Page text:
In today’s society, it’s not uncommon to see professional athletes who give back to the community.
For UW-Whitewater alumni Greg Reinhard, that’s exactly what he did.
Reinhard, who was a part of the 2005 National Champion UW-Whitewater baseball team, had a successful college career. He was the Division-III National Pitcher of the Year in 2005 and went 24-2 as a starter in three years. In 2005, he was drafted by the Tampa Bay Devil Rays in the sixth round of the 2005 MLB June Amateur Draft.
After his first year of professional baseball, Reinhard started helping kids and decided he really enjoyed it.
“I think after my first year of professional baseball, I started to do private lessons and a year ago started up a youth organization,” Reinhard said. “I got to the point where I really enjoyed what I was doing and if I can basically make a living to help kids become better baseball players and if it’s something I enjoy, I think it’s worth it.”
Using his six years of professional baseball experience, Reinhard recently opened up a year-round facility called the GRB Academy, which allows athletes to train all year round. The academy is located in Madison.
The facility, which had its grand opening in December, has a variety of training options for athletes.
“What it is, is basically a year-round training center for amateur or college athletes,” Reinhard said. “We have 10-year-old softball hitting groups, 13-year-old baseball hitting groups, and pitching groups. We also have individual lessons and a lot of private instruction.”
Reinhard said the facility also offers camps and clinics and has batting cages open for the public. The academy has 9,000 square feet of field turf for teams that don’t have a place to train.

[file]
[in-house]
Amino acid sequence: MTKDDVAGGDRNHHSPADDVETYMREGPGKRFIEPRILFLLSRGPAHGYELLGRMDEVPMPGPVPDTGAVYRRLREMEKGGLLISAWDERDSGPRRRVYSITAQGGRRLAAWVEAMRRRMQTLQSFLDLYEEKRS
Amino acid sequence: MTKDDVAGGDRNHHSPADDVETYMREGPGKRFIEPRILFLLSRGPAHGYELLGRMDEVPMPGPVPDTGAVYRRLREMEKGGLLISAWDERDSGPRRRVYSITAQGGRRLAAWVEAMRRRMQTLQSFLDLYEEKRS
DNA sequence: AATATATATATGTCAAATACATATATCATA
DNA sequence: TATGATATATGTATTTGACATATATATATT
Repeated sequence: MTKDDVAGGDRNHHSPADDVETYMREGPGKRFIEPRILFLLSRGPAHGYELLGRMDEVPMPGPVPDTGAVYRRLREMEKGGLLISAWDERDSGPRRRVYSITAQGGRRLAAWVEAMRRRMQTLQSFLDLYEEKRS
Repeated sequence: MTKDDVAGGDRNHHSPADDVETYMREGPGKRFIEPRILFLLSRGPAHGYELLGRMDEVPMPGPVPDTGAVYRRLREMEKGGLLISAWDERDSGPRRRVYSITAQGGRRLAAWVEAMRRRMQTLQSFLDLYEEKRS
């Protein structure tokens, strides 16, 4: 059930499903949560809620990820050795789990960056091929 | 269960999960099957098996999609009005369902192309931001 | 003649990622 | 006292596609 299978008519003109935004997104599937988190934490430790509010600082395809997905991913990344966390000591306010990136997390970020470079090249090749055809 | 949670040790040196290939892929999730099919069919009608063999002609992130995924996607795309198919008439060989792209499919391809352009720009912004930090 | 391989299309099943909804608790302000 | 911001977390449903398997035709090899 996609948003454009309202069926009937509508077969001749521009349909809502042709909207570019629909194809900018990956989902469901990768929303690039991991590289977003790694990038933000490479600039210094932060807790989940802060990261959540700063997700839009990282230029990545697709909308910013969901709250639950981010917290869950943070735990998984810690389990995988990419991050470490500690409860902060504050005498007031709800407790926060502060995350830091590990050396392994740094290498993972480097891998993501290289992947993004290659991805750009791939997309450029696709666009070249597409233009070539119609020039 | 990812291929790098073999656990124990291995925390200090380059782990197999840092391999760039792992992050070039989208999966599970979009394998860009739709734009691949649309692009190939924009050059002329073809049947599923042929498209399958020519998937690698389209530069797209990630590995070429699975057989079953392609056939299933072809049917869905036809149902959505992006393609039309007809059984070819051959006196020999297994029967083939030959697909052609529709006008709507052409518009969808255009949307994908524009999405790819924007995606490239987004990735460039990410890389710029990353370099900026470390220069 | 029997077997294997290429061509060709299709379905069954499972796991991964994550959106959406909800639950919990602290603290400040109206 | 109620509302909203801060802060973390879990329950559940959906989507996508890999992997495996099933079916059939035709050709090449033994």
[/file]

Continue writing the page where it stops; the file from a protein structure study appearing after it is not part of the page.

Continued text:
Reinhard, who started the youth organization by himself, now has two more partners in Max Cordio, a former UW-Whitewater baseball player, and Brooks Graff, a former UW-Milwaukee baseball player.
Recently, former UW-Whitewater softball player Jessica Stang joined the staff because the academy decided to add softball lessons as well.
“Actually [Max] contacted me and I actually had met [him] from Whitewater,” Stang said. “He was on the baseball team and he contacted me because he knew I gave pitching lessons and was an actual pitching coach. He and Greg expressed that they needed a softball pitching coach and they were looking to expand their facility into baseball and softball.”
Stang, a two-time, All-American, said the decision to help didn’t take long because she loves helping athletes train to become better players. Stang also continues to help coach athletes around the Whitewater area.
“I do lessons as one way to stay involved with softball now that I can’t play at UW-Whitewater anymore,” Stang said. “It’s just a passion that I have helping the girls that have an interest in pitching and want to work hard. It’s something I plan on doing as my way to give back to the community and being able to be a part of softball still.”
After two months running, Reinhard said that the academy has exceeded his expectations.
“It’s been great and better than we expected,” Reinhard said. “I think the east side of Madison was a great choice.”